“Deep into that darkness peering, long I stood there wondering, fearing,
Doubting, dreaming dreams no mortal ever dared to dream before…”
From “The Raven” by Edgar Allan Poe
Do you want to see something scary? 2005 SASHS graduate Riley Cameron sure hopes so! Cameron has been creating haunted attractions and things macabre as long as he can remember, and he’s made a business out of his passion. In 2014, his Chambersburg-area business, Nevermore Productions, will celebrate its 5th year of creating unique, frightening works of sculpture and other attractions for “haunts” all over the world.
This is Cameron’s busiest time of year, but he kindly took a few minutes to sit down and answer some interview questions for the art department’s Alumni Showcase.
How long have you been doing things related to horror?
Ever since I was old enough to walk. My parents always carved pumpkins with me, made costumes, decorated the house, had Halloween parties, etc. Halloween was a big deal for us and there were always plenty of opportunities for creativity
Who or what do you count as a major influence?
I’ve always have been intrigued by Poe's work. (It is) a perfect juxtaposition of beauty and elegance with dark and gruesome… Very raw.
Where did you go to school?
Shippensburg University. I graduated in 2009 with Bachelor of Fine Art.
How did you learn about special effects make up and processes?
I use a lot of my classical background...sketching, sculpting, etc., that I learned in high school and college, but the majority of the special effects techniques were largely self-taught. There is a wealth of information on the Internet and I would spend hours researching and learning, joining forums to talk with others in the business, looking at and studying other companies and the props that they produce and most importantly, taking the skills I learned and trying them out for myself. That’s the best way for me to learn: getting my hands dirty and trying a new skill. Whether it’s making molds, engineering animatronics, programming the animation, etc ., it’s best to just jump right in and give it a shot.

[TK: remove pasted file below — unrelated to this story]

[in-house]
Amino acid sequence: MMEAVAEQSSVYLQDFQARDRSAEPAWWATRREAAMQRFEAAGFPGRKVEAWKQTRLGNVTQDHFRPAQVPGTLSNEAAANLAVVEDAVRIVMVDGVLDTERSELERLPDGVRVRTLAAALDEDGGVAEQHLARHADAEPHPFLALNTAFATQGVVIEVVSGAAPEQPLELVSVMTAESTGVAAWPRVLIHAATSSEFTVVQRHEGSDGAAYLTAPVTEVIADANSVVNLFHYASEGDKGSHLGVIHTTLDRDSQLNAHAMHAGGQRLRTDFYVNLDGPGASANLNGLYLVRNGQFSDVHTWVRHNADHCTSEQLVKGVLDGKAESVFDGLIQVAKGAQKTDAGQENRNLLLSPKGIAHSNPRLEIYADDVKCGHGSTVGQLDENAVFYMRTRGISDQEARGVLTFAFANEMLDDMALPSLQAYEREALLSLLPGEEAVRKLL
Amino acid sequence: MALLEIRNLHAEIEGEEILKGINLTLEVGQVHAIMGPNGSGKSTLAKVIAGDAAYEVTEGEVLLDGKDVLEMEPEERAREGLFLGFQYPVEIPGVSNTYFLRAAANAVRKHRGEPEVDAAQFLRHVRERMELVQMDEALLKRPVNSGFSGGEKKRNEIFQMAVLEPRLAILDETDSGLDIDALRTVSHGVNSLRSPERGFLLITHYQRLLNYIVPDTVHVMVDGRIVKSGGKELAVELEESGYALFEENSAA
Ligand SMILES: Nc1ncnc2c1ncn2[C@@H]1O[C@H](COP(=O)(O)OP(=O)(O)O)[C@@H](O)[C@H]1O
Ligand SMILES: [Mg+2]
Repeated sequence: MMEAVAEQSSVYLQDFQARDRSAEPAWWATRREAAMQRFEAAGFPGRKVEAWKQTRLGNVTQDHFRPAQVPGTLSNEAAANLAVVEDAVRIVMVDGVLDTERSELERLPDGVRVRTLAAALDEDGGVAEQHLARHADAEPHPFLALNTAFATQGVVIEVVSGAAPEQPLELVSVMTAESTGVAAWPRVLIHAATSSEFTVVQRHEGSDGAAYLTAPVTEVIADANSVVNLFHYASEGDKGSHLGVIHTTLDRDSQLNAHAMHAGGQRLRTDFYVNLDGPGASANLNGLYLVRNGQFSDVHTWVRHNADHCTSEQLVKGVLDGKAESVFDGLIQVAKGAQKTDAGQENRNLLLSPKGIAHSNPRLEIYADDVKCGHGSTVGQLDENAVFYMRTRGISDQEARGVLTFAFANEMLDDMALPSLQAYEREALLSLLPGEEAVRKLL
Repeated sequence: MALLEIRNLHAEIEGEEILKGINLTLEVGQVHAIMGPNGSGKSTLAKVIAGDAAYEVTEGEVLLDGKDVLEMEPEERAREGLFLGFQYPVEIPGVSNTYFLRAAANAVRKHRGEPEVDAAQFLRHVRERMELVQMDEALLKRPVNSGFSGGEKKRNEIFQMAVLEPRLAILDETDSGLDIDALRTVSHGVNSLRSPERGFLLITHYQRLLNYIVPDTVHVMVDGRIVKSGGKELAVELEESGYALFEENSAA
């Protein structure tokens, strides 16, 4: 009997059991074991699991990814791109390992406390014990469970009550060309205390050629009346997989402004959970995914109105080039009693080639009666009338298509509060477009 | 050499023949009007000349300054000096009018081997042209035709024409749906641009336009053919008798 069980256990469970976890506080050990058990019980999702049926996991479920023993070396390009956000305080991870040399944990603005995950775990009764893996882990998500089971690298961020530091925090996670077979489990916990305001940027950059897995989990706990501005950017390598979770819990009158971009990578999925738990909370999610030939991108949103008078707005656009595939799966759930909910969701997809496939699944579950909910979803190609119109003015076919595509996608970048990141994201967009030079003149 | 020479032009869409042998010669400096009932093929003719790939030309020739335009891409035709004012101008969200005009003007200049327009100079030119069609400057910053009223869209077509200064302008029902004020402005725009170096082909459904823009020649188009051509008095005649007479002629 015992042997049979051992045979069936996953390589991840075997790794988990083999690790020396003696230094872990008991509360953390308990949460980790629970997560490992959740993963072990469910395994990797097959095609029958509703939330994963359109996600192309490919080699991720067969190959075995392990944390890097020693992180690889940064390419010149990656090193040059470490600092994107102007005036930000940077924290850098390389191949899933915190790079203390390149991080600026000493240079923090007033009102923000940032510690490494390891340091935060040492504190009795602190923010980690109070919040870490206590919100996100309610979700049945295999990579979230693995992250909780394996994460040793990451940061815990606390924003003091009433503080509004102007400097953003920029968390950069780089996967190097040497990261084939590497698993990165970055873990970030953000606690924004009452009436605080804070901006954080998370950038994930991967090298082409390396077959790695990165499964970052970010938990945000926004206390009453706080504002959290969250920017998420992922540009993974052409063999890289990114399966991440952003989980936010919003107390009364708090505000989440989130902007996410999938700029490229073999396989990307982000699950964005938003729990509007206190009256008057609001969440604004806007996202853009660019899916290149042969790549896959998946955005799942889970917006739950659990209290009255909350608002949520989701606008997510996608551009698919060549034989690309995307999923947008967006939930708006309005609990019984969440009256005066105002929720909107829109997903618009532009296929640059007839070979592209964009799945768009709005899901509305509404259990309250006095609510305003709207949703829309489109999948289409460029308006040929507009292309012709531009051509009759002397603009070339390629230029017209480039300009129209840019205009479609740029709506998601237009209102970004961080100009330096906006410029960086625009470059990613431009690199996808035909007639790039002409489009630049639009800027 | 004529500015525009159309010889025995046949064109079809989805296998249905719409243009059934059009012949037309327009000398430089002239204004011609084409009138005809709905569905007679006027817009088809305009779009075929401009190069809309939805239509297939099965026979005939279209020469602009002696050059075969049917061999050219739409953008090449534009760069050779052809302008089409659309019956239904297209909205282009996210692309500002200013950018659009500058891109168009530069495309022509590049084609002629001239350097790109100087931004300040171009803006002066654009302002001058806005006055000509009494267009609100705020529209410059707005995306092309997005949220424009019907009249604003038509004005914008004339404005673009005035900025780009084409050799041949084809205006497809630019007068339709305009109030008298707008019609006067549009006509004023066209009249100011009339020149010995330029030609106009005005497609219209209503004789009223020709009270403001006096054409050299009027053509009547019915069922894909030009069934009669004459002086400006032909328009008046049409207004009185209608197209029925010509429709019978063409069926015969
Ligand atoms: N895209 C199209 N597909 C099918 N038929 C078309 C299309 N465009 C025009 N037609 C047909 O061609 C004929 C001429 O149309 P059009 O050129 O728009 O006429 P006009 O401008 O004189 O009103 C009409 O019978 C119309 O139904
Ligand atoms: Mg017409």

Tell us about your business and projects
(2014)...will be my 5th year owning my company. We produce everything from large scale animatronic monsters, set pieces, static props, costumes, and complete haunted attractions. There is a main tradeshow we go to in March of each year where almost all of the haunted houses in the country, and some even out of the country, attend. We set up detailed booths to display our new products and set pieces, interact with the customers, and take orders. During the summer months we work as a production company, filling orders which could range anywhere to one or two items to 50 or more. Occasionally we will get requests for custom work where we sit down with the client, discuss ideas, I usually do some concept sketching to make sure we are on the same page, agree on a price and go to work creating whatever the client wants. Usually each year there are one or two large scale projects that a client will commission us to create an entire walkthrough attraction or part of an attraction.
For whom have you done work?
Our clients come from all over the world, ranging from small yard displays to major theme parks... Busch Gardens, Cedar Point, Six Flags to name a few. Field of Screams, Jason’s Woods and the Bates Motel are some of the more local haunted houses…
What is the most interesting work you've done?
Last year I was asked to be a part of a major project by another company, (Eerie Productions), building and installing a haunted house in Taiwan. We worked for 2 months practically non-stop creating a top of the line, super realistic, super high tech haunted house. Then we tore it down, shipped it overseas and then went to Taiwan for a month to install it at one of their major theme parks.
What do you hope people take away from your work?
I hope people look at my work and see how far the haunted house industry has come from its humble beginnings to a legitimate industry pushing the limits with realism and blurring the lines between fantasy and reality. I strive to not just imitate reality, but create it.